By disregarding OTAs and refraining from participating in the training camp, Josh Jacobs defied the prevailing trend of running back salaries. Could his actions potentially set a new financial standard for players in his position?
In 2022, Jacobs secured the top spot in rushing statistics across the league. However, the Raiders chose to designate him with the franchise tag rather than offer a more lucrative contract. This decision came with a guaranteed $10.1 million salary. Despite this, Jacobs declined the offer and remained absent from the Raiders’ activities for several months.
Subsequently, the Raiders recently revealed an agreement with Jacobs for a one-year contract, amounting to $11.8 million for the running back, along with the possibility of an additional $200,000 in incentives for the year 2023.
This contract deal holds a historic significance in the NFL. According to NBC Sports, it marks the first instance in the three-decade history of the franchise tag that a team elevated the core salary offer during the final negotiation stage. In comparison, Saquon Barkley is set to receive more money overall, but the New York Giants did not revise the base salary. Instead, they augmented the one-year offer with incentives.
Josh Jacobs expressed his contentment with his substantial new salary through a simple tweet: “I’m back,” he shared on a Saturday morning.
Following this, Jacobs proceeded to share other tweets, one of which included a statement from team owner Mark Davis. ESPN’s Raiders beat reporter Paul Gutierrez mentioned that Davis conveyed his admiration for Jacobs: “I love him, I love Josh. He’s phenomenal. He was the heart of our team. He came to play every day. Resilient, resolute, and strong-willed… Imagine having 22 Josh Jacobs with that mindset – simply incredible.”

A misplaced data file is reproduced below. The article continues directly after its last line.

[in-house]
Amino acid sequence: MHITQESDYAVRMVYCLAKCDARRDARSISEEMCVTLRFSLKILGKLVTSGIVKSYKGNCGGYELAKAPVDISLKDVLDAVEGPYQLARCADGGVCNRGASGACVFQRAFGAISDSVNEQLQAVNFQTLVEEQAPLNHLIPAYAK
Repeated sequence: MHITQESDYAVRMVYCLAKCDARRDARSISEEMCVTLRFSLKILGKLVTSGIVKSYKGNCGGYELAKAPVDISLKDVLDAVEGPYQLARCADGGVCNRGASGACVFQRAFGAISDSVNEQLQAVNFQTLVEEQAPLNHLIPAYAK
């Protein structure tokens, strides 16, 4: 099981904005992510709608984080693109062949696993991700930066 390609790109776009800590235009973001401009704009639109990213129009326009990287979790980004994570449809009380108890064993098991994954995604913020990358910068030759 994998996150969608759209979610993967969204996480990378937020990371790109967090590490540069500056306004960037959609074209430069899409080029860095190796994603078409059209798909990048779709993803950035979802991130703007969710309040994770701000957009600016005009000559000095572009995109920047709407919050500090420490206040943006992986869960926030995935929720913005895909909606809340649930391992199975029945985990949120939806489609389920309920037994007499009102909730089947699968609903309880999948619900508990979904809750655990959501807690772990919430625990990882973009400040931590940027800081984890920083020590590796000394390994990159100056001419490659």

The Raiders initially selected Jacobs, the former standout from Alabama, as their first-round pick in the 2019 draft. In the previous year, he achieved an impressive rushing record of 1,653 yards. This marked his third consecutive season with over 1,000 yards.
While Christian McCaffrey, the star player for the 49ers, continues to hold the title for the highest-paid running back in the NFL with a $16 million salary for the season, Alvin Kamara of the Saints follows in second place with a salary of $15 million. Titans’ standout Derrick Henry ranks third, earning $12.5 million, and Nick Chubb of the Browns secures fourth place with a salary of $12.2 million.
Josh Jacobs has now moved ahead of the Packers’ Aaron Jones to claim fifth place, as Jones’ contract stipulates $11.5 million. Despite this, the running back position remains one of the least financially rewarded in the NFL. According to Spotrac, the average salary for a starting running back stands at $5.2 million.
With two weeks at his disposal to regain his optimal game shape, Jacobs is preparing for the Raiders’ season opener against the Broncos on September 10.